The case covered the airwaves during the holiday season of 2008 after Beach Police arrested Cameron Crockett for driving drunk and killing his best friend Jack Korte.
Two juries found him guilty, and after his second conviction, he ran off to Belize.
U.S. Marshals eventually caught up to him, and he was sentenced to 8 years in prison.
Today, that is where Crockett remains with more than six years still to serve.
But now, a NewsChannel 3 investigation is uncovering new details that show this case might not be as simple as it seemed.
“911, what’s your emergency?”
“Car was speeding, crashed into my neighbor's yard…two people are hurt bad.”
“We've got one still breathing, but they are trapped in the car, one is in backseat.”
Those are the 911 calls from December 28th, 2008 after Crockett's car crashed on Wolfsnare Road in Virginia Beach.
James Kelly Reid was one of the witnesses who first responded to the scene.
“It was a horrific wreck. The car was wrapped around the tree, and I tried to see who I could help. I only saw one person in the car, and that was Cameron Crockett, he was in back,” said Reid, who also remembers that Crockett was not wearing a seat belt.
That seat belt has been a key component to Crockett's defense since the beginning.
His lawyers tried to convince two different juries that someone else drove that night, wore the seatbelt, and managed to escape unharmed and unseen into the darkness.
But that theory was never proven because the seatbelt was never tested until now.
“It is my firm belief that Cameron is not guilty,” said local attorney Adrienne Bennett, who took on Crockett’s case right before his sentencing after he fled the country. “After a review of the case, I felt compelled to get involved.”
Bennett says her decision was based partly on this seat belt mechanism test, finally performed after Crockett’s 2nd conviction.
“My client, Cameron, always believed if the seat belt mechanism was tested, it would prove his theory of innocence. Why it didn’t happen before, I don't know,” said Bennett.
Bob Bagnell says he knows why--as a former Portsmouth Police crash and crime scene investigator, he worked for the Crockett family as a defense expert in the case.
“’Couldn’t touch it, couldn't touch it,’ that's all we were getting,” said Bagnell, so feels the seat belt test was never performed because engineers ran into what he called road blocks at the Beach Police impound lot.
“The seat belt was there, but they wouldn’t let us take it out. Despite court orders, we were not allowed to touch anything,” said Bagnell.
This court order, filed in 2009, shows Crockett's defense team was granted access to document "the interior of the vehicle, including...the condition of the switches, components, and other mechanisms in the car."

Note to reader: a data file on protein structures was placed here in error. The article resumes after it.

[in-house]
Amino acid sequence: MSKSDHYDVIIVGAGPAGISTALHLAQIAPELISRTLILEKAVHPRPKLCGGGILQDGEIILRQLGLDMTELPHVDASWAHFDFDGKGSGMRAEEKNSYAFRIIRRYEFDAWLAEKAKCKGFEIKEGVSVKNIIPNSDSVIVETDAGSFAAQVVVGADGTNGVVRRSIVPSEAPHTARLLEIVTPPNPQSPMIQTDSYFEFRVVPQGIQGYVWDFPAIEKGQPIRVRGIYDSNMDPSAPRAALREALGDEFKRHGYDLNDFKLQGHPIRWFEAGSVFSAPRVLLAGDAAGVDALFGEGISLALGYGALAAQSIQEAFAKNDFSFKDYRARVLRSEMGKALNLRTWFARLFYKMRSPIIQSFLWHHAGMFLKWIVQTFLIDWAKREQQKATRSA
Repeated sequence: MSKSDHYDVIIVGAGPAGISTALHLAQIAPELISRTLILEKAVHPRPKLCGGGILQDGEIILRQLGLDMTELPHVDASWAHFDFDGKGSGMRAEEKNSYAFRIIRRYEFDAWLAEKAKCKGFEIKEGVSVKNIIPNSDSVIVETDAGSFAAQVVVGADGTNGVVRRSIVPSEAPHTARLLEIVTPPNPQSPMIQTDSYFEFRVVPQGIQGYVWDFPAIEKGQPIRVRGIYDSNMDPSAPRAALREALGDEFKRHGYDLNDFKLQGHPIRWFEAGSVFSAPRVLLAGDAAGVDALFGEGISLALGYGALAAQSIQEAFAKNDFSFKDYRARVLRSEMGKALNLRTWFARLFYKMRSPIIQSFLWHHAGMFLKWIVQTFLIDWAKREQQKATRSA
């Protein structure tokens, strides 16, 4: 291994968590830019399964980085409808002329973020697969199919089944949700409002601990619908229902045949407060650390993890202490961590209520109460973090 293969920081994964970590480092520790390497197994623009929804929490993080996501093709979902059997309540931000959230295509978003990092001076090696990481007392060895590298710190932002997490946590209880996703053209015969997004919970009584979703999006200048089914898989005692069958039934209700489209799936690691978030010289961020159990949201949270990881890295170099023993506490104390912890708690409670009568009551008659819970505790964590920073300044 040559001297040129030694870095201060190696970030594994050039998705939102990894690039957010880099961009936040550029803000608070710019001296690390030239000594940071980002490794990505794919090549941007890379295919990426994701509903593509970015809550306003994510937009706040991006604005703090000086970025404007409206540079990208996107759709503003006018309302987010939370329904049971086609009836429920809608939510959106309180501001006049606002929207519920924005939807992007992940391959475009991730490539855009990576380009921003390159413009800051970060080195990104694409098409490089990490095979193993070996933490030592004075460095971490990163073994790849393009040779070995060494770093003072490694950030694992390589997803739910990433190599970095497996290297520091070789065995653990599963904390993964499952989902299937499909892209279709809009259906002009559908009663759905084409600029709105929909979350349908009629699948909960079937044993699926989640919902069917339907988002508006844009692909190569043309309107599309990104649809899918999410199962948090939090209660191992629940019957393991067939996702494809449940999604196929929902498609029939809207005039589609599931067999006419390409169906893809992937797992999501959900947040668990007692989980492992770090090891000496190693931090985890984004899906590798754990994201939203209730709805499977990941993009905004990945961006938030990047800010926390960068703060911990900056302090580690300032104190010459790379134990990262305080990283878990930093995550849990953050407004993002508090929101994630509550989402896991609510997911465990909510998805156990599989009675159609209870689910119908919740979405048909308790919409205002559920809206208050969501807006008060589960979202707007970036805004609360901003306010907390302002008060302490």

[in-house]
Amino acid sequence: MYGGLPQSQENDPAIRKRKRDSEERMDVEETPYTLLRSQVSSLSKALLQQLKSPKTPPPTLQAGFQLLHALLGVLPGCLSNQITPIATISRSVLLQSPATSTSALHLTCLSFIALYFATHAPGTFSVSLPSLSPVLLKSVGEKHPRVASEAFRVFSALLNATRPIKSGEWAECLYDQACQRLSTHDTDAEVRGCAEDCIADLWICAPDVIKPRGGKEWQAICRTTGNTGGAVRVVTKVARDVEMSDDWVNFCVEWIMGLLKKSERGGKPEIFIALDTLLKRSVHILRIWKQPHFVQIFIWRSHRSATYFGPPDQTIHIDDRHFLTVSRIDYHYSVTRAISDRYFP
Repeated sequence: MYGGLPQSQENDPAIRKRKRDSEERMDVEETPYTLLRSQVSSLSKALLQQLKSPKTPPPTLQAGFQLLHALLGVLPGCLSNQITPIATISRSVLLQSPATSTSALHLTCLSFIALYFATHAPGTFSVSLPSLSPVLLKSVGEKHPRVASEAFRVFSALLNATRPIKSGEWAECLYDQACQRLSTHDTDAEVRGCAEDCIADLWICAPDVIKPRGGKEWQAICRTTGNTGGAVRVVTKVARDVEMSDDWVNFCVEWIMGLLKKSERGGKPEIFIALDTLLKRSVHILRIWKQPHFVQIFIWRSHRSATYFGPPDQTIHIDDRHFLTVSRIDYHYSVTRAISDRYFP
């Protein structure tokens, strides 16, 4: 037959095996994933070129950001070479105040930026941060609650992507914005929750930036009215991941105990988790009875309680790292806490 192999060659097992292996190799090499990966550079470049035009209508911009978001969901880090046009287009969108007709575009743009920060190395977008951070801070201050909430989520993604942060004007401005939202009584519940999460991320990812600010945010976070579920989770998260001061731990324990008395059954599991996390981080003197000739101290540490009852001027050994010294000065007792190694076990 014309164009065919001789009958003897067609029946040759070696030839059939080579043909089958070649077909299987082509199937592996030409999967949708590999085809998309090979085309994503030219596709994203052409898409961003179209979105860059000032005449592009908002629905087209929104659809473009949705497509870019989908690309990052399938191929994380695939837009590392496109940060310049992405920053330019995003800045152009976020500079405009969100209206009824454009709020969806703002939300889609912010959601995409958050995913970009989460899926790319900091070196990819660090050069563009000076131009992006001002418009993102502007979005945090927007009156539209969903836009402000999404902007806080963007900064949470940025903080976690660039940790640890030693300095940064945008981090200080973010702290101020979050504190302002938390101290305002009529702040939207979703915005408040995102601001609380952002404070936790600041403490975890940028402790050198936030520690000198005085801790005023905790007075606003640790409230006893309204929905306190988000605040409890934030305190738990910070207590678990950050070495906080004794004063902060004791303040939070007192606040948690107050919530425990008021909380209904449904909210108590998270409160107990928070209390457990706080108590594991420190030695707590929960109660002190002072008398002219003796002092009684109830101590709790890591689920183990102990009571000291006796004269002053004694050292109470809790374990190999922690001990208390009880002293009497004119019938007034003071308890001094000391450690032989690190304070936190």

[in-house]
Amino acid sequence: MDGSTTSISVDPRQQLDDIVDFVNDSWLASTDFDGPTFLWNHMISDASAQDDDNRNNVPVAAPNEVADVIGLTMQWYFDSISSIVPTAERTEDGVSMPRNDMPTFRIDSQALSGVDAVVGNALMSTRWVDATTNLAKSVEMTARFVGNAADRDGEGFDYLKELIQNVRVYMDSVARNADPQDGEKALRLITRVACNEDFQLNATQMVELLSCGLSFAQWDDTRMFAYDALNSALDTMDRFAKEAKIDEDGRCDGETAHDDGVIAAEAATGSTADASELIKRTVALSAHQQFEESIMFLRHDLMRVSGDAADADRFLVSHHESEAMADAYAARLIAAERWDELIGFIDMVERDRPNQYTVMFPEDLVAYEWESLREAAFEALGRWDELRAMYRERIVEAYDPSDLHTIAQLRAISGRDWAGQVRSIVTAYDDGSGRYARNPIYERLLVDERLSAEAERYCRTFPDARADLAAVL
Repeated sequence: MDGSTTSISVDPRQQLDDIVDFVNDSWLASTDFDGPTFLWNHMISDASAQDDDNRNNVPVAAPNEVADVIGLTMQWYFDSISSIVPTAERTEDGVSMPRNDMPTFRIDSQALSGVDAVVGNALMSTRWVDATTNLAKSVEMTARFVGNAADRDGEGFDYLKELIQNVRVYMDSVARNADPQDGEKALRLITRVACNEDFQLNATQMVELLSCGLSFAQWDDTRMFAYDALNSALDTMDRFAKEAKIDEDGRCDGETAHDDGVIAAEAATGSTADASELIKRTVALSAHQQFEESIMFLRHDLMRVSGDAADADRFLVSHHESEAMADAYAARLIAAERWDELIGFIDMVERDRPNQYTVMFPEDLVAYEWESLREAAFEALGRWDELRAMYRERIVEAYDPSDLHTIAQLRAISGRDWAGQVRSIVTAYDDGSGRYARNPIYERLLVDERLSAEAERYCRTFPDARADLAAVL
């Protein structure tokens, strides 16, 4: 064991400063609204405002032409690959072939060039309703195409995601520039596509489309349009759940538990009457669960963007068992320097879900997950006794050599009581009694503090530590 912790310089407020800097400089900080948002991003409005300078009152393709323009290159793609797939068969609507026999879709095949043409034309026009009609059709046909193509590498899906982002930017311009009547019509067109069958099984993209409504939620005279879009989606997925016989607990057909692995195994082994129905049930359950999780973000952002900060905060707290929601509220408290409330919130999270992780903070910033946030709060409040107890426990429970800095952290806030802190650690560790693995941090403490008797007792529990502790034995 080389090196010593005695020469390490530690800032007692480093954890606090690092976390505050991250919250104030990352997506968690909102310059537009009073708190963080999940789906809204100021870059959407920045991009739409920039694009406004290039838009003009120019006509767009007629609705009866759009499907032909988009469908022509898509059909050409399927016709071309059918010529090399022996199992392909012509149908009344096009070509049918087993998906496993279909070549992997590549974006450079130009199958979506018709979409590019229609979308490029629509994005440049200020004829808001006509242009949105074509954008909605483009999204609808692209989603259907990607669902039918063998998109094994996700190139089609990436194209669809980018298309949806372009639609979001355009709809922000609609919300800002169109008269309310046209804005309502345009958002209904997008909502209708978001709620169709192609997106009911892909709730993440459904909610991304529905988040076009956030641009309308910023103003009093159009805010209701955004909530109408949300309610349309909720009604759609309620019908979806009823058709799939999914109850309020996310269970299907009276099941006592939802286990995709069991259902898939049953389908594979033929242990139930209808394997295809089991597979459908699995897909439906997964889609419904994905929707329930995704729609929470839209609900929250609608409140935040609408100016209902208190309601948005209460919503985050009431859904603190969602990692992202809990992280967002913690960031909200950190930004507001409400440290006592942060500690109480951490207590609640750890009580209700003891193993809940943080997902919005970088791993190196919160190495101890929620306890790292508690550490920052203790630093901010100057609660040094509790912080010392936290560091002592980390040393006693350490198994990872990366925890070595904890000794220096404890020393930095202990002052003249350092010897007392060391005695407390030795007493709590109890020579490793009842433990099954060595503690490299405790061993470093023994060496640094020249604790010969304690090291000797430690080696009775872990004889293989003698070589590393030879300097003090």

They thought the seatbelt would be included in that--but according to the office of Beach Commonwealth Attorney Colin Stolle, Crockett's lawyers never specifically asked for the seat belt mechanism testing.
So without it, the only evidence at trial came from witnesses like Reid, who say they never saw Crockett in the driver's seat, but couldn’t believe that there was a third person in the car.
“There was no way, I feel, someone could get up and walk away from that crash,” said Reid.
Leaving jurors to decide Cameron Crockett's fate based on what even the trial judge called "circumstantial evidence."
“There was no justice to it. Convicting him was the hardest thing I ever had to do,” said Barbara Addison, a juror who convicted Cameron Crockett back in February of 2012.
NewsChannel 3 interviewed her, along with Edward Ruehl, another juror.
“My assumption, according to my memory, was that he was not wearing a seat belt, and he was thrown backwards by the force of the car,” said Ruehl.
While Ruehl believed the prosecution’s case, and thought Cameron was the driver, Addison wasn’t so sure.
“I wasn’t ready to convict him. To me, it was so sketchy,” said Addison. “They never proved he drove the car!”
“Juries are looking for scientific evidence,” said Bagnell. “They watch CSI on TV, got the CSI effect.”
Now, that is what Cameron's defense teams says this seat belt test provides--scientific proof that Crockett was in fact, not the driver.
“It says the seat belt was in use, and was activated at the time of collision,” said Bagnell. “His medical report says he had no injuries consistent with a seat belt.”
“The person who was driving the vehicle was, in fact, belted, so that excludes Cameron, therefore he is innocent,” said Bennett.
The admissibility of this seat belt test is now in front of the Court of Appeals of Virginia, who recently accepted Crockett's petition for appeal, and will soon be considering whether to grant his motion for a new trial.
So if these three judges consider the seatbelt test to be "newly discovered evidence"-- would it change a reasonable jury's verdict?
“I would have not voted guilty, it would have been a hung jury,” said Addison.
“Certainly there is enough information in my mind that would justify another trial,” said Ruehl. “Whether he is guilty or innocent, that’s up for next 12 people to look at.”
NewsChannel 3 contacted Beach police, the Beach Commonwealth Attorney, and even the family of Jack Korte.
All declined to be interviewed on camera for this story, but they tell us to this day, they still believe firmly that Cameron was driving that night in 2008.